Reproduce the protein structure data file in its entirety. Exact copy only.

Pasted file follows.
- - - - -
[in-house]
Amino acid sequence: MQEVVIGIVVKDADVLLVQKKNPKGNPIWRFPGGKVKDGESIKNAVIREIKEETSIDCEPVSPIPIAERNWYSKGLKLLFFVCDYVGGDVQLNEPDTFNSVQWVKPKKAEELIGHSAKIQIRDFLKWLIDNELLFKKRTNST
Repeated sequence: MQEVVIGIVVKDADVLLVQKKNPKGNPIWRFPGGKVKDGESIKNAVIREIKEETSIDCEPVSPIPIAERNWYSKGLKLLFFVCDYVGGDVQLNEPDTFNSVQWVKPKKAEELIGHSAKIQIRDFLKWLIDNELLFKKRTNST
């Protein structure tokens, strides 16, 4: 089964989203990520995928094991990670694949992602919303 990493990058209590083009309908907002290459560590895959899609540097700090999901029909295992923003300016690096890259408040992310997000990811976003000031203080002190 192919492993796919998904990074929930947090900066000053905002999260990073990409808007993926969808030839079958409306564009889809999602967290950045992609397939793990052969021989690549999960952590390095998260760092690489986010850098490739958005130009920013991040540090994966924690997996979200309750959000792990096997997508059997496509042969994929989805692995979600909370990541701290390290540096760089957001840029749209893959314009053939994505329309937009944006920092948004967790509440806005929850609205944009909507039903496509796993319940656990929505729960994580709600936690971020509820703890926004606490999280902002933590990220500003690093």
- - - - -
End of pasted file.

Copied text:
[in-house]
Amino acid sequence: MQEVVIGIVVKDADVLLVQKKNPKGNPIWRFPGGKVKDGESIKNAVIREIKEETSIDCEPVSPIPIAERNWYSKGLKLLFFVCDYVGGDVQLNEPDTFNSVQWVKPKKAEELIGHSAKIQIRDFLKWLIDNELLFKKRTNST
Repeated sequence: MQEVVIGIVVKDADVLLVQKKNPKGNPIWRFPGGKVKDGESIKNAVIREIKEETSIDCEPVSPIPIAERNWYSKGLKLLFFVCDYVGGDVQLNEPDTFNSVQWVKPKKAEELIGHSAKIQIRDFLKWLIDNELLFKKRTNST
């Protein structure tokens, strides 16, 4: 089964989203990520995928094991990670694949992602919303 990493990058209590083009309908907002290459560590895959899609540097700090999901029909295992923003300016690096890259408040992310997000990811976003000031203080002190 192919492993796919998904990074929930947090900066000053905002999260990073990409808007993926969808030839079958409306564009889809999602967290950045992609397939793990052969021989690549999960952590390095998260760092690489986010850098490739958005130009920013991040540090994966924690997996979200309750959000792990096997997508059997496509042969994929989805692995979600909370990541701290390290540096760089957001840029749209893959314009053939994505329309937009944006920092948004967790509440806005929850609205944009909507039903496509796993319940656990929505729960994580709600936690971020509820703890926004606490999280902002933590990220500003690093």